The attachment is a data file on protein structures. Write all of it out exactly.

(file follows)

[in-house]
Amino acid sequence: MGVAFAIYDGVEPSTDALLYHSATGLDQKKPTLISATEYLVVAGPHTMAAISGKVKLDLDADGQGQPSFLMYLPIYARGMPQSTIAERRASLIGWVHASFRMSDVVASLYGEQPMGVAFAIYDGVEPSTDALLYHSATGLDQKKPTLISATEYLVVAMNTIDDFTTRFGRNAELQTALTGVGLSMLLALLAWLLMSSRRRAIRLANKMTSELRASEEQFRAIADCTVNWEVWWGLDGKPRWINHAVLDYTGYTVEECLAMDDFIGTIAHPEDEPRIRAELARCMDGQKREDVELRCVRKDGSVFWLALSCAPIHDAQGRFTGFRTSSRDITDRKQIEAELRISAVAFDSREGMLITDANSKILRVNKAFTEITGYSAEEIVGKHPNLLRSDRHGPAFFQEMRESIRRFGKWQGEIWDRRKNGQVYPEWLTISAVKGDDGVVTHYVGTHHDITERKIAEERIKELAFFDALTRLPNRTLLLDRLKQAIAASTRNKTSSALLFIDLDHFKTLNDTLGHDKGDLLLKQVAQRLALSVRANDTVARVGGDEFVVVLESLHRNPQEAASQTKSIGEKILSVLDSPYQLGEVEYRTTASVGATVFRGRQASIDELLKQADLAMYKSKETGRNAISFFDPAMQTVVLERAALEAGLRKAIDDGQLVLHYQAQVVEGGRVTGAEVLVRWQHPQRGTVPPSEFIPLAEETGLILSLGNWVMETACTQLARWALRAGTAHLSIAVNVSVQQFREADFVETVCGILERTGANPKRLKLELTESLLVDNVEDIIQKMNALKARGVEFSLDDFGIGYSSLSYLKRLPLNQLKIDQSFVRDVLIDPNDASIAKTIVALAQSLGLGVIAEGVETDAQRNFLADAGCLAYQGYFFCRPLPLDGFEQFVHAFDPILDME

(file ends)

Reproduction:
[in-house]
Amino acid sequence: MGVAFAIYDGVEPSTDALLYHSATGLDQKKPTLISATEYLVVAGPHTMAAISGKVKLDLDADGQGQPSFLMYLPIYARGMPQSTIAERRASLIGWVHASFRMSDVVASLYGEQPMGVAFAIYDGVEPSTDALLYHSATGLDQKKPTLISATEYLVVAMNTIDDFTTRFGRNAELQTALTGVGLSMLLALLAWLLMSSRRRAIRLANKMTSELRASEEQFRAIADCTVNWEVWWGLDGKPRWINHAVLDYTGYTVEECLAMDDFIGTIAHPEDEPRIRAELARCMDGQKREDVELRCVRKDGSVFWLALSCAPIHDAQGRFTGFRTSSRDITDRKQIEAELRISAVAFDSREGMLITDANSKILRVNKAFTEITGYSAEEIVGKHPNLLRSDRHGPAFFQEMRESIRRFGKWQGEIWDRRKNGQVYPEWLTISAVKGDDGVVTHYVGTHHDITERKIAEERIKELAFFDALTRLPNRTLLLDRLKQAIAASTRNKTSSALLFIDLDHFKTLNDTLGHDKGDLLLKQVAQRLALSVRANDTVARVGGDEFVVVLESLHRNPQEAASQTKSIGEKILSVLDSPYQLGEVEYRTTASVGATVFRGRQASIDELLKQADLAMYKSKETGRNAISFFDPAMQTVVLERAALEAGLRKAIDDGQLVLHYQAQVVEGGRVTGAEVLVRWQHPQRGTVPPSEFIPLAEETGLILSLGNWVMETACTQLARWALRAGTAHLSIAVNVSVQQFREADFVETVCGILERTGANPKRLKLELTESLLVDNVEDIIQKMNALKARGVEFSLDDFGIGYSSLSYLKRLPLNQLKIDQSFVRDVLIDPNDASIAKTIVALAQSLGLGVIAEGVETDAQRNFLADAGCLAYQGYFFCRPLPLDGFEQFVHAFDPILDME